The authors declare no competing interests.
Publisher’s note Springer Nature remains neutral with regard to jurisdictional claims in published maps and institutional affiliations.
Extended data figures and tables
a, The on-sky distribution of all stars observed in the 2dF fields targeting the Phoenix stream. The overall footprint is a series of circular 2dF pointings. R.A., right ascension; Dec., declination. b, Radial velocity in the Galactic standard of rest (RVGSR) versus stream longitude (ϕ1) for Phoenix stars selected on the basis of proper motion, photometry and the mixture model. On the basis of the approximately linear correlation between RVGSR and ϕ1, we select Phoenix stream members from the region between the dashed lines ((1.02ϕ1 – 60.7) km s−1 < RVGSR < (1.02ϕ1 – 42.7) km s−1), which effectively excludes non-members (shown as small pink circles). c, The colour–magnitude diagram of stars selected as members of the Phoenix stream. Over-plotted are PADOVA isochrones41 with [Fe/H] = −2.9 to [Fe/H] = −2.0 (from blue to red), m − M = 16.4 (ref. 9, where m − M is the distance modulus, m is the apparent magnitude and M is the absolute magnitude) and log10[age (Gyr)] = 10.05. In all panels, the stars we identify as members of the Phoenix stream are represented by larger circles; those with high signal-to-noise ratio are colour-coded by their metallicity, others are grey. The four orange squares indicate the BHB and RR Lyrae stars, metallicities of which cannot be measured using the method used here.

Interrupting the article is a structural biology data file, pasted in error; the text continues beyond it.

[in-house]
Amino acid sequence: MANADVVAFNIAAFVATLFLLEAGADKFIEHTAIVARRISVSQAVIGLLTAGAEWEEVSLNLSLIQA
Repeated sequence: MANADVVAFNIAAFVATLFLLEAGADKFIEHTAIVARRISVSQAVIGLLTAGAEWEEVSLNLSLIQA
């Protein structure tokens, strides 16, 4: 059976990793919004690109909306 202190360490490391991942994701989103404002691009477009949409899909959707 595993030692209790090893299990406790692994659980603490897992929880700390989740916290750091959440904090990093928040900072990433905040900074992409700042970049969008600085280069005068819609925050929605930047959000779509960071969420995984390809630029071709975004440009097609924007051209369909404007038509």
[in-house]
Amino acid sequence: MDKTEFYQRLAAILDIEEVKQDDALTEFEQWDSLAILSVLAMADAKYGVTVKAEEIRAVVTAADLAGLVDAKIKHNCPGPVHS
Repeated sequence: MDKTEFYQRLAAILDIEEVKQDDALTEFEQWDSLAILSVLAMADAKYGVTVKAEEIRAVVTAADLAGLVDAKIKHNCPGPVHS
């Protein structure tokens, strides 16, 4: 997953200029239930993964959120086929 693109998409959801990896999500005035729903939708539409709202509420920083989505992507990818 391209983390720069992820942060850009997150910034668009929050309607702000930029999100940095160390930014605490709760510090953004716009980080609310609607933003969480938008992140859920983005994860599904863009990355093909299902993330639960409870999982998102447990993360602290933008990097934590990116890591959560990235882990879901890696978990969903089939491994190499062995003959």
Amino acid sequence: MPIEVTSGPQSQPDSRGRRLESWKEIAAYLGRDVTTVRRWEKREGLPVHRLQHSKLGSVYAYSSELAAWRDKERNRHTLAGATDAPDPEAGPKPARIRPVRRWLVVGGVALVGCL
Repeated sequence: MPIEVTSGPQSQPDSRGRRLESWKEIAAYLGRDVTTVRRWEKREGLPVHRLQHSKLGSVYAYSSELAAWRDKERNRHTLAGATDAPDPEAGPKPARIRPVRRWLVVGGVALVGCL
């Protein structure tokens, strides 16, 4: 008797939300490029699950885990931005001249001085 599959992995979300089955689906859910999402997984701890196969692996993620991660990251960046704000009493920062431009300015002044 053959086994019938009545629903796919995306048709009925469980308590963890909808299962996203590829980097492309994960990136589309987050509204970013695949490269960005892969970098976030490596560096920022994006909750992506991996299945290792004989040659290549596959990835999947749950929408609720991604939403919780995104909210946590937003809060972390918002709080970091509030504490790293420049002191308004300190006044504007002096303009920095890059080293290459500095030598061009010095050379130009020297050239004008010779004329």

a–e, The stream on the sky (a), the proper motions in right ascension (μα*; b) and declination (μδ; c), the residuals of the radial velocity (Δvr; d) and the distance to the stream (r; e). The blue points show the best-fit model and the red points (a) or error bars (b–d; 1σ uncertainty) show the observed values.
Extended Data Fig. 5 Comparison of energy E and actions Jϕ,R,z for the Phoenix stream and all Milky Way globular clusters.
a–c, The actions are computed with AGAMA52 in the best-fit Milky Way potential44. Pal 5 (red circles) is the closest in energy and actions to the Phoenix stream (green star), suggesting a possible association. There is also a potential relation in this space to NGC 5053 (blue circles), another globular cluster. All other global clusters are shown in black.
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Wan, Z., Lewis, G.F., Li, T.S. et al. The tidal remnant of an unusually metal-poor globular cluster. Nature 583, 768–770 (2020). https://doi.org/10.1038/s41586-020-2483-6